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Dr. Ruth is far more than a intercourse therapist in MTC manufacturing ‘Turning into Dr. Ruth’

At the age of 10, the woman we referred to as sex therapist and television star Dr. Ruth met, sent them to Switzerland by Kindertransport. This not only enabled her to escape the Nazis, but also never to see her family again. Actress Amy Griffin prepares this and much more to show the audience at the Music Theater of Connecticut (MTC) in “Becoming Dr. Ruth ”to share. The title functions for the actress, as well as the subject for Griffin, did a good research of her subject to take on that one-woman role. For ninety minutes she will be Dr. Ruth on stage.

Dr. Ruth Westheimer is the story of how someone can overcome so many challenges and ultimately be successful on their life path. “After Switzerland, she lived in a kibbutz as a teenager,” said Griffin, adding that after Palestine she actually moved to Jerusalem, where she became a sniper.

Griffin, who auditioned for the role, has appeared in other MTC productions. Kevin Connors, the theater’s executive artistic director and co-founder, directs Griffin on this production. “I’ve never done a solo show before so it will be a unique experience for me,” said Griffin. In addition to the research, Griffin is happy that there is so much footage of Dr. Ruth gives. “I can really see her move and hear her talk. She has that crazy German, Israeli and American accent that’s pretty distinctive, ”the accomplished actress said with a laugh. There are not only recordings of Dr. Ruth, but also screen projections used in the set.

While most people consider the 93-year-old Dr. Regarding Ruth as a media sex therapist, she actually had a Masters and PhD degrees in Education. “When she saw a woman discussing sex therapy at a Masters and Johnson conference, she decided it was an area she wanted to learn more about,” Griffin said.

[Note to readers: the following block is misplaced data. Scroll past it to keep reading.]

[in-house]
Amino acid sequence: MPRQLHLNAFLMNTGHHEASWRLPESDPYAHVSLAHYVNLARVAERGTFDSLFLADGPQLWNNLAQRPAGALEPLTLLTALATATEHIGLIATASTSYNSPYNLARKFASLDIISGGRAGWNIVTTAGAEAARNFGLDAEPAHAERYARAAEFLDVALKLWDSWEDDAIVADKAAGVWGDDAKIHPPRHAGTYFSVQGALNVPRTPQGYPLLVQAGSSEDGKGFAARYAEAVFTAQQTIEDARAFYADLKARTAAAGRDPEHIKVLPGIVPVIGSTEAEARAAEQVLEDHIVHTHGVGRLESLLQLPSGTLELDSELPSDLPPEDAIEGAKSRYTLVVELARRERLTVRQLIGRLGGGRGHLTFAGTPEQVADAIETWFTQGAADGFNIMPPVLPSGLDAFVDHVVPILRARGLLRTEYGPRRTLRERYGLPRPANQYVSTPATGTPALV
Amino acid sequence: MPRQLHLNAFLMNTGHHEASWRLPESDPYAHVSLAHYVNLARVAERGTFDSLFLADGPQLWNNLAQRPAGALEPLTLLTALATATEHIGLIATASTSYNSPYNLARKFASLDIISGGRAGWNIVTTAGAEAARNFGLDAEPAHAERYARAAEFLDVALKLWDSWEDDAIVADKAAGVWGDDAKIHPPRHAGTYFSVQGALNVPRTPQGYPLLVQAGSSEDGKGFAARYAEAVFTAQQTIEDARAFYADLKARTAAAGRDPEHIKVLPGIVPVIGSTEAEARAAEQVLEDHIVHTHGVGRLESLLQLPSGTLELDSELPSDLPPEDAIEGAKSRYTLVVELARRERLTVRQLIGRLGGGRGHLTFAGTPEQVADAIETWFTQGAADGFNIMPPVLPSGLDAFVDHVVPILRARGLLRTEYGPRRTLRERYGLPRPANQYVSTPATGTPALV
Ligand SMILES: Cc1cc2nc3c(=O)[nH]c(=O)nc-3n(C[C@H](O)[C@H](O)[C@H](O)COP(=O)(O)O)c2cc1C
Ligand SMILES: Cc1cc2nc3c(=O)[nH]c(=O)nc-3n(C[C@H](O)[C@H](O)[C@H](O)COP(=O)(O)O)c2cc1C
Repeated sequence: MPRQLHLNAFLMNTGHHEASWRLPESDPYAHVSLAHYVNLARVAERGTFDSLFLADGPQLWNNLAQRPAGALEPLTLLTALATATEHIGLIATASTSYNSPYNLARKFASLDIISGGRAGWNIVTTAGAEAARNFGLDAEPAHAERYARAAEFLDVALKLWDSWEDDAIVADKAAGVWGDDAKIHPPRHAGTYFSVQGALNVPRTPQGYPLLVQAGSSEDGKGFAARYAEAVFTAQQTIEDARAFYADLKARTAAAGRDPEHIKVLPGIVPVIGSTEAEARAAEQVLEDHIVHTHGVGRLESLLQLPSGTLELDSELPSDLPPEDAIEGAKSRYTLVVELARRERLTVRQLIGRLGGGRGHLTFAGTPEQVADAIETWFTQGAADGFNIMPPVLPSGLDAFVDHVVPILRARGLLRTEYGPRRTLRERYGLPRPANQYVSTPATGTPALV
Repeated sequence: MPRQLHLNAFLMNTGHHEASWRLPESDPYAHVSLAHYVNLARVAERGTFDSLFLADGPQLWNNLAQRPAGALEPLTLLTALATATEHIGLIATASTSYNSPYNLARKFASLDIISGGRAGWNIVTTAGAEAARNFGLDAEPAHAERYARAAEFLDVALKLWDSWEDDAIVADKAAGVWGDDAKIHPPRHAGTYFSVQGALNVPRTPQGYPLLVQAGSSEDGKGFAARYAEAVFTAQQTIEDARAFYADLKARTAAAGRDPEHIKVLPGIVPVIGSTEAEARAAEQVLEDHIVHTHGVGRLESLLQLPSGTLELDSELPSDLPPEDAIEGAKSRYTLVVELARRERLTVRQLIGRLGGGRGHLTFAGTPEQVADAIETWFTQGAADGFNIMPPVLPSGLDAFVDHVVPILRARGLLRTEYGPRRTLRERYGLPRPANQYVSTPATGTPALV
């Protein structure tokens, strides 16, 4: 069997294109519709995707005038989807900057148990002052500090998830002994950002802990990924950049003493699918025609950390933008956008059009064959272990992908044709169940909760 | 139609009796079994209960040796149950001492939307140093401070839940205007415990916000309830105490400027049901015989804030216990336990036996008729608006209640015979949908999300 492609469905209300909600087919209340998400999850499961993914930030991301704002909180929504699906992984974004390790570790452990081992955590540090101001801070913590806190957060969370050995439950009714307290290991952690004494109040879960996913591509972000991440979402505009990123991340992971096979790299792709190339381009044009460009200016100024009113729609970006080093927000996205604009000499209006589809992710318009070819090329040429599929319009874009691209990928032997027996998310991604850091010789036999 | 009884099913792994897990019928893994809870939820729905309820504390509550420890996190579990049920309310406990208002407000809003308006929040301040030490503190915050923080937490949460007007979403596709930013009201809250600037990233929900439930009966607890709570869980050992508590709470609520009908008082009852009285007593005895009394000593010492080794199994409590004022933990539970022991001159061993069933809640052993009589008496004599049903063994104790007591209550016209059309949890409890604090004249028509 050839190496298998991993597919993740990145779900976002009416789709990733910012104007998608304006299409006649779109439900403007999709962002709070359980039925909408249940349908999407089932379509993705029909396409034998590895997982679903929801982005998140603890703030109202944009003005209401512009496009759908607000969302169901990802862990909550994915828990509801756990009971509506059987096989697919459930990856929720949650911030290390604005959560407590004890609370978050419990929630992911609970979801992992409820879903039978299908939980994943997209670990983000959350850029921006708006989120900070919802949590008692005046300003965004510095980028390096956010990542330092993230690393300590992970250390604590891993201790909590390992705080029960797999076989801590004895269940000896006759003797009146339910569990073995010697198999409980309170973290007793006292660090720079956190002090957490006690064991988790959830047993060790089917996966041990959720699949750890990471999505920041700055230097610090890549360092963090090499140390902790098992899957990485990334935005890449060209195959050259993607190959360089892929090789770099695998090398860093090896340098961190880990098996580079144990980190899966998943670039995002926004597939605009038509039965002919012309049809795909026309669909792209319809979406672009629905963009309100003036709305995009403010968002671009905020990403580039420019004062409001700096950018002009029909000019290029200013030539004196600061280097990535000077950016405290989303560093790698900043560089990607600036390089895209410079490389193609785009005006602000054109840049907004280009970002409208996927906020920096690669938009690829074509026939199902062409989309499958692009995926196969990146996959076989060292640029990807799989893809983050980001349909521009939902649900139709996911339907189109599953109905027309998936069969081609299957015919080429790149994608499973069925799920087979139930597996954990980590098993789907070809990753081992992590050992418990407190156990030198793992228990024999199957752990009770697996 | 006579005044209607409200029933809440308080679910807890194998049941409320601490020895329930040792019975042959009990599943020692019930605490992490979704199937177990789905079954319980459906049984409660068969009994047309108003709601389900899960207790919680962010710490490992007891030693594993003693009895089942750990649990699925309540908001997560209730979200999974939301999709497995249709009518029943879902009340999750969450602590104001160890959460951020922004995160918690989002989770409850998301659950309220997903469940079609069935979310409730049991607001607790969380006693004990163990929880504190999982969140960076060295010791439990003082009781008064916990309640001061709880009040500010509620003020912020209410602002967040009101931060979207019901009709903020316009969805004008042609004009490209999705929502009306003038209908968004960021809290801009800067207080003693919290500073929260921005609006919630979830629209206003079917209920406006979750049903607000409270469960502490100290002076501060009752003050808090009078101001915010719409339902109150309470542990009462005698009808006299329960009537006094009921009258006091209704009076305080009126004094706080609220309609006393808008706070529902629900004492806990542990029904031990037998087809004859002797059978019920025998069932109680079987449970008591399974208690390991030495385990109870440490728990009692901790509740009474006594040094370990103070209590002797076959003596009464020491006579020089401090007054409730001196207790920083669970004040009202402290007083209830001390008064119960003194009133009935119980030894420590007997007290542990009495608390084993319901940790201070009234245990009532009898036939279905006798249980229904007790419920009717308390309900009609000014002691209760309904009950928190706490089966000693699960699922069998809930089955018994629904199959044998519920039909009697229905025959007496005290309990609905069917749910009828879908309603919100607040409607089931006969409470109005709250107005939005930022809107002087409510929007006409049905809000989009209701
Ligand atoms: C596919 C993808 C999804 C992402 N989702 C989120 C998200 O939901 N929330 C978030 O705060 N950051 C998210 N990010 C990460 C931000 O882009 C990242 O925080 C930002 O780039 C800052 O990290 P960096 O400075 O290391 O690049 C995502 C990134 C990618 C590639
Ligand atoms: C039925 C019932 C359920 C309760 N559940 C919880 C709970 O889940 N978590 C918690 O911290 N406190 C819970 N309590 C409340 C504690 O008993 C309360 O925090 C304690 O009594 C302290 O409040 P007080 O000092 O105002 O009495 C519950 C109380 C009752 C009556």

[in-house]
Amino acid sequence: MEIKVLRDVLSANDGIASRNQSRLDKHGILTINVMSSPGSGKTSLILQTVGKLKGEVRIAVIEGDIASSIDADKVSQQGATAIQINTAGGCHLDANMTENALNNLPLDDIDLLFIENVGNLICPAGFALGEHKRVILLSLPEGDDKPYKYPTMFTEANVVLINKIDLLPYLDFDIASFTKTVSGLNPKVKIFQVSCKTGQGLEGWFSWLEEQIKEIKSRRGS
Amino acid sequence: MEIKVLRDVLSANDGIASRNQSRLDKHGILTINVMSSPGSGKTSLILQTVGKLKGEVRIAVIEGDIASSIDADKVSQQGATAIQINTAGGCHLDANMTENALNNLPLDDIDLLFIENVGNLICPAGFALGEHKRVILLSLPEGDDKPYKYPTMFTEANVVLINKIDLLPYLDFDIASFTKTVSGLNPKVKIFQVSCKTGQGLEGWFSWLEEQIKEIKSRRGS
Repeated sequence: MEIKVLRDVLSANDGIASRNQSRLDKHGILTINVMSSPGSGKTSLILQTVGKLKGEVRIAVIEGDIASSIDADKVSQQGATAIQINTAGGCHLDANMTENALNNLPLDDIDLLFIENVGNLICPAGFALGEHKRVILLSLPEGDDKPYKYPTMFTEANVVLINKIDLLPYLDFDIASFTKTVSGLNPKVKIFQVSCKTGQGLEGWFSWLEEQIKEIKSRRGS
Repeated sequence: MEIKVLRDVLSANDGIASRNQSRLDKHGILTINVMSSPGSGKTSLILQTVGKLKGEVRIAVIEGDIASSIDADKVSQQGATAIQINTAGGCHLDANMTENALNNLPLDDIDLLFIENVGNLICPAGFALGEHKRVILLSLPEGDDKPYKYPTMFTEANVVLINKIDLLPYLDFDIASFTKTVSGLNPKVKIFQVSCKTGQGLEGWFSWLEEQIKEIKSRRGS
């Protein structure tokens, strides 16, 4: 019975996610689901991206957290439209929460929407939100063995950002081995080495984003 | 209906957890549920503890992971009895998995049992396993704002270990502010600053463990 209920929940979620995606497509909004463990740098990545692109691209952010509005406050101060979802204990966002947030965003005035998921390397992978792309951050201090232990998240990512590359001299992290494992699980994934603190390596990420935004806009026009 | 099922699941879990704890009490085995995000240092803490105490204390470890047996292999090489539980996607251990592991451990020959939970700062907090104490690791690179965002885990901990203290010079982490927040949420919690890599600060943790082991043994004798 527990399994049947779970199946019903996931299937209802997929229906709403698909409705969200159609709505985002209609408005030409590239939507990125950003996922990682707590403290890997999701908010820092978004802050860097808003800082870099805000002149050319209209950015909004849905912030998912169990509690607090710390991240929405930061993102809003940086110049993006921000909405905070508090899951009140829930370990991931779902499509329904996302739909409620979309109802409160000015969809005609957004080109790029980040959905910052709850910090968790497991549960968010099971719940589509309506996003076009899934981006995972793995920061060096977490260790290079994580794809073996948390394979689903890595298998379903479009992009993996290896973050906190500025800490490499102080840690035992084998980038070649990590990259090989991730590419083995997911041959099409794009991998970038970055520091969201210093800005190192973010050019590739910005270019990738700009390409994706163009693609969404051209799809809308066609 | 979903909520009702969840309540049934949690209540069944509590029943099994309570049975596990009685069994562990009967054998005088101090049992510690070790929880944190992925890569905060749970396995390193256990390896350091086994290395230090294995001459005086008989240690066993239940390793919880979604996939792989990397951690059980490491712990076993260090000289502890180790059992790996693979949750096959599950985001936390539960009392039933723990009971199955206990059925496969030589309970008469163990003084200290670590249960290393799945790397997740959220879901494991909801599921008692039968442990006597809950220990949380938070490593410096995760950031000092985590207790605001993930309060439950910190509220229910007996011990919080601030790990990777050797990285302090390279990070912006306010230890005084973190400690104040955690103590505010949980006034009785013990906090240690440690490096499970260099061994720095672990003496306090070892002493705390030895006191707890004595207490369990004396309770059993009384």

Dr. Ruth became famous in the 1970s and 1980s when sex wasn’t so freely spoken of. She was open and fun and helped many people on her radio and TV shows. “She really is a trailblazer,” said Griffin.

Griffin has a long list of professional equity loans including Broadway and Off Broadway runs. “Fun Home,” “The Graduate,” “Oklahoma,” “Blithe Spirit” and many more have had her act all of their adult lives for which she said she was happy and very grateful.

She will be commuting from her home in New York to the MTC in Norwalk. “I’m not very far from the theater,” she said. While she sees her challenge as being on stage for 80 minutes without anyone, she is thrilled to play that role. “I am very excited about a person who is smart, happy, positive, funny and full of love. It’s an absolute pleasure to live in your headspace. “

This MTC production will open on February 5th and will run until February 21st. Tickets are available for seats in the theater or for virtual live streaming performances. The play was written by Mark St. Germain. For tickets in the theater, contact the box office: 203-454-3883. For live stream tickets, go to the MTC website: musictheatreofct.com.

Joanne Greco Rochman is the founder of the Connecticut Critics Circle and a longtime member of the American Theater Critics Association. She welcomes comments. Contact: jgrochman@gmail.com.

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